Cuddio Rhestr Erthyglau

25 erthygl ar y dudalen hon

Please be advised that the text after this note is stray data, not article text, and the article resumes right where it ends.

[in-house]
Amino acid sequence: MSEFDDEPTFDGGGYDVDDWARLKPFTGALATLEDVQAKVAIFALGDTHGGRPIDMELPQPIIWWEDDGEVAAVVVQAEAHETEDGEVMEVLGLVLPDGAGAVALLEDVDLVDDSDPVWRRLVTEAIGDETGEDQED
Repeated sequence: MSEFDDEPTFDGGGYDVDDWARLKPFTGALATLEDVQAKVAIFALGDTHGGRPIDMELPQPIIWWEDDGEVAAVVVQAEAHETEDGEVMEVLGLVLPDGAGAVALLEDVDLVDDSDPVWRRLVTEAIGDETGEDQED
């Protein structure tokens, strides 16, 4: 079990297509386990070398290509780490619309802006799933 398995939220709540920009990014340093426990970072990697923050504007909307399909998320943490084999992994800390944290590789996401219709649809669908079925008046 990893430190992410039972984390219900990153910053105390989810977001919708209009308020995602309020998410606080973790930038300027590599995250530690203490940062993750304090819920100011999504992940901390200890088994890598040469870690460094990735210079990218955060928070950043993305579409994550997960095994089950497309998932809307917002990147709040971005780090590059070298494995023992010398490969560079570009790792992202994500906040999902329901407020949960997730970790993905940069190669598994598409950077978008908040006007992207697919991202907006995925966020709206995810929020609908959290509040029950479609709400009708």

S. WINIFRED'S SCHOOL, BANGOR. NEW BUILDING FUND BAZAAR. On Tuesday afternoon a large com- pany assembled at S. Winifred's School, Bangor, at a bazaar organised by the gir's of the school in aid of the new school building fund, among those present be- ing the Dean of Bangor, Mr H.. U. Trench, Rev. J. C. Morrice, vuar of St. Mary's; Mr Trevor Hughes, ('ood Helen, Carnarvon; Rev. C. W. Barlow, Rev. J. Hughes William,s, Mrs Davies, The Cot- tage; "Mrs E. J. Lloyd and Miss Wil- liams, Mrs Foster, Llanfairfcchan, Dr. CorbN (I wo:, and Mrs Owen, and others. Each form in the had made if- self responsible for a stall, and in itdik- 1,101, ss L. Doman (sister of the head- .JPistmss) had a stilli. The stalls included an Art Stall, a, Plain Needlework Stall and a Flower Stall, and all were very and a ]" J o"-(,,r Stal.1, iully furnished with the usual bar equipments of clothing,etc. The outstanding foaturc of the func- tion was the opening ceremony, one of the most charming functions ever sceiiin Ln gor. The "chairman" was Miss Peneilope Hughes (daughter of Mr and Mrs Seth Hughes), and she was supported on the platform by Miss Mary Harris, the opener of the bazaar, Miss Eira Corbet Owen, and Miss Stella Bartlett, all pupils of S. Winifred's. The unique charm of the opening ceremony lay in the manner in ch these children per- formed the duties usually performed with much gravity by adults, investing their performances with youthful j'oyolislless and brightness. To speak critically, tlio children displayed an intelligence far above the average even of ladies' schools. Their speeches were doubtless composed for them by their elders, but one would never have suspected that from their de- livery, wh.ich was ae perfectly natural as if they were spoaiung their own thoughts. There was not a trace of rne-ro reei ta- tion" about any of the speeches, and. moreover, their delivery in each case was marked by amoothness of gesture and clearness of enunciation in a high degree. Rising suddenly, the chairman rather surprised the audience, who were evi- dently unaware of what was about to happen, and "Before introducing Lhe lady opener to you, I should like to explain our object in raising this bazaaj. During the years of war the sale of work has not been in Abeyance, but the pro- ceeds have each year been given to war charities. As soon as war broke out, many of the lea.ding whools-S. Wini- fred's among them—formed themselves into what was called the Girls' Schools' Patriotic Union. We drid our best as a member of this society so as to answer as well as ever we could every call that came from headquarters (hear, hear). You won't mind if I tell you Dioro about it, for J am sure you know we don't wish to blow our own trumpet (laughter). So this Girls' Schools' Patriotic Union started in September, 1914, with Princess Mary as president. Her portrait is to be seen on tho membership cards, and ours lie to be soer. over there. This society was able to raise enough money to build ono wing of the Star and Garter Hospital for permanently disabled soldiers and sailors at Richmond. Later on there came an appeal to us from LordJellicoe for huts for shipwrecked mariuers on the East Coast. One of these was entirely built by our society, to which we are m deed proud to belong (hear, hear). I expect some of you know we keep a little Kaflir girl in Grahamstown. We have throughout the war beer, able to send the annual subscription for Gracie Lavasandha Skosama, our little charge in South Africa, and though we needed the new buildings very badly in 1914, all tf1nnr-h of lirni wa.v 1111 t ;¡ Ici., for the five years of the war (applause). The only buildings thought of were castles in the air, ajid so we arc quite sure you will heJp us in the effort we are making really to build the school instca.d of the castle, and to build it in Upper Bangor instead of in the air. And now I have great I pleasure in ca'ling upon Alary to open the bazaar" (loud applause). "MARY" PERFORMS THE OPENING I CEREMONY. Mary," who was greeted with cheers, with equal elocutionary ability addressed the delighted audience as follows:— "Ladies & Gentlemen,—T is as I darc- h is is, as I dare- say you can amaginc, the very first time in my life that I have opened a bazaar (laughter). Perhaps I felt just a Little nervous at the thought of doing such a thing, and Mill feel nervous. I think most openers are like that. But how could I refuse ? No I simply couid not, because you have heard from the ohair- man what the objects are, and they are so good/ One object is our new buildings -isn"t that an object that makes me feel keen to help? Of course if, js. nh: how we do want them: to think that we have bought our beautiful site and caii't go to live there yet. >. Perhaps it will corne. sooner thaii we think i Our little bird tells as the land is pegged out--that sounds good. We know Miss Doman has- been up to Loudon lately to see the Provost and the architect—that sounds good, too (laughter). And so I want you all to (Spend as much to-day as you can to hasten pn our buildings, because I do so want them to come before I leave school. I'm getting older all the time and so quickly, ?nd I should like to be a prefect in the new S. Winifred's, and perhaps even head girl there. (laughter and ap- plause). So do pilease buy as much as you can to-day, or else I shall be an old girl' there instead of being in the VI.' F.r.. I now havs very great pleasure in declaring the bazaar open (loud a.p- pfianse) The chairman then called on lira. to propose a vote of thanks to the opener. Promptly responding to the call, and maintaining the high elocutionary level already. set, Eira said :-I":e always been taught to do what I was told, so now I "get up at once when the chairman tells me. I have to ask- you to give your very best thanks to our opener. I know you "will agree with me that she has done her part very well indeed, as a girl of S. (Winifred's always should (laughter and applause). We are all very pleased with her, and I think the Dean will be especi aHv nfeased. because the Dean's son is her Rector, and when she is grown up (which she says will be very soon) she .will do all sorts of things to help her Rector in his work for the Church, as she has done to-day to help her school (applause). She has told you how wo all .want our new buildings-don't think it is because we are not very happy here; we arc; We have lovely times in fun and pleasure: we work hard And do well in examinations; we do well in our games find sports especially swimming. Didn't you hear seven of us swam the Straits Jast July?—all the papers were talking about it (laughter and applause). There are such a lot of girls who want to come to S. Winifred's, and they can't because there is no room for them. Isn't that a pity? Miss Stella Bartiett, another of the child orators, then proposed a vote of thanks to the chairman, and fully heM her own with her confreres. The Headmistress explained that she was there to receive a number of purses, each containing something. Each purse represented one of the forms in the school, though she suspected that many kind uncles and parents and grandparents had contributed (applause). Girls representing the 3rd, Lowtfr 4th, Upper 4th, 5th, and 6th Forms then filed en the stage, and each presented Miss Deman. on behalf of their respective formp, with a purse containing money.